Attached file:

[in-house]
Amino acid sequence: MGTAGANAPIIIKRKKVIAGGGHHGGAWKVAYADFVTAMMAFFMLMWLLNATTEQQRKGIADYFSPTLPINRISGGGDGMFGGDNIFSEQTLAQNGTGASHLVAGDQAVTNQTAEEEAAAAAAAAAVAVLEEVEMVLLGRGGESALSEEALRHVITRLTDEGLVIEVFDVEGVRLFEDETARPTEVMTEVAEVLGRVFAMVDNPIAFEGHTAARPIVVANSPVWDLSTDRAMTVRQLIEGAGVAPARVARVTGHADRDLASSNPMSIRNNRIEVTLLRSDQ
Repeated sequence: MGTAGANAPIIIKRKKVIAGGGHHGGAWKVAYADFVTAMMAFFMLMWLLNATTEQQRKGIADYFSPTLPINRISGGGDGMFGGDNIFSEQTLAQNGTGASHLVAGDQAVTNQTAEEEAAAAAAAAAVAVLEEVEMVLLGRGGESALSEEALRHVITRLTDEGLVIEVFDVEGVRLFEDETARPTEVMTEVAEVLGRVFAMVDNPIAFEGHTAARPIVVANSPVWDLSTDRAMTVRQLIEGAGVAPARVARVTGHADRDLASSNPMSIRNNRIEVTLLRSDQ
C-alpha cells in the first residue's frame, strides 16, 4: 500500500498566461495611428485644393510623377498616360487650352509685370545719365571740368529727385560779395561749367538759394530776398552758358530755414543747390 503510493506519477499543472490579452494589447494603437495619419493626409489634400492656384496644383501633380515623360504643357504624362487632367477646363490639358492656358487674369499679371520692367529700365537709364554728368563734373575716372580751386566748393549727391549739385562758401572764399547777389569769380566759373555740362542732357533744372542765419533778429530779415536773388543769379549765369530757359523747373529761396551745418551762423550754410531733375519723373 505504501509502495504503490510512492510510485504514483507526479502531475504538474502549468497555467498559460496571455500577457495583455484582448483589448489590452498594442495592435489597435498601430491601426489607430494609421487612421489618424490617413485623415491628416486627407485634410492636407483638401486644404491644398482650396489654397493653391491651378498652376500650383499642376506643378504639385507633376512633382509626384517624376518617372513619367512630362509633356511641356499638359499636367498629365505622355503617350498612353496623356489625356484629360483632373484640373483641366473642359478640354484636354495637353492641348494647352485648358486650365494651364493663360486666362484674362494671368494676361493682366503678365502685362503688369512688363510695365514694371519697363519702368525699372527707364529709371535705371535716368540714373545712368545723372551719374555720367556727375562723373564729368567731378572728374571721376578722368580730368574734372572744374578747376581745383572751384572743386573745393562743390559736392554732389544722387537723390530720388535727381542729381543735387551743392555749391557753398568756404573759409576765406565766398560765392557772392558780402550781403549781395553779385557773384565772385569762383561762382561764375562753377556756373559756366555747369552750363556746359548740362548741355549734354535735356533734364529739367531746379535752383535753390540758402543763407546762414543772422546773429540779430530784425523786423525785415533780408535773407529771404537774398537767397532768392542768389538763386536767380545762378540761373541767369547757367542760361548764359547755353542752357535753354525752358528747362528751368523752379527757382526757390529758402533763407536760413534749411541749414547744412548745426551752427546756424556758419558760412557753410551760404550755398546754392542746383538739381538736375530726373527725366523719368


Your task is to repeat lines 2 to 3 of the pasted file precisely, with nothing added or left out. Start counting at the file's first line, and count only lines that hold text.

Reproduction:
Amino acid sequence: MGTAGANAPIIIKRKKVIAGGGHHGGAWKVAYADFVTAMMAFFMLMWLLNATTEQQRKGIADYFSPTLPINRISGGGDGMFGGDNIFSEQTLAQNGTGASHLVAGDQAVTNQTAEEEAAAAAAAAAVAVLEEVEMVLLGRGGESALSEEALRHVITRLTDEGLVIEVFDVEGVRLFEDETARPTEVMTEVAEVLGRVFAMVDNPIAFEGHTAARPIVVANSPVWDLSTDRAMTVRQLIEGAGVAPARVARVTGHADRDLASSNPMSIRNNRIEVTLLRSDQ
Repeated sequence: MGTAGANAPIIIKRKKVIAGGGHHGGAWKVAYADFVTAMMAFFMLMWLLNATTEQQRKGIADYFSPTLPINRISGGGDGMFGGDNIFSEQTLAQNGTGASHLVAGDQAVTNQTAEEEAAAAAAAAAVAVLEEVEMVLLGRGGESALSEEALRHVITRLTDEGLVIEVFDVEGVRLFEDETARPTEVMTEVAEVLGRVFAMVDNPIAFEGHTAARPIVVANSPVWDLSTDRAMTVRQLIEGAGVAPARVARVTGHADRDLASSNPMSIRNNRIEVTLLRSDQ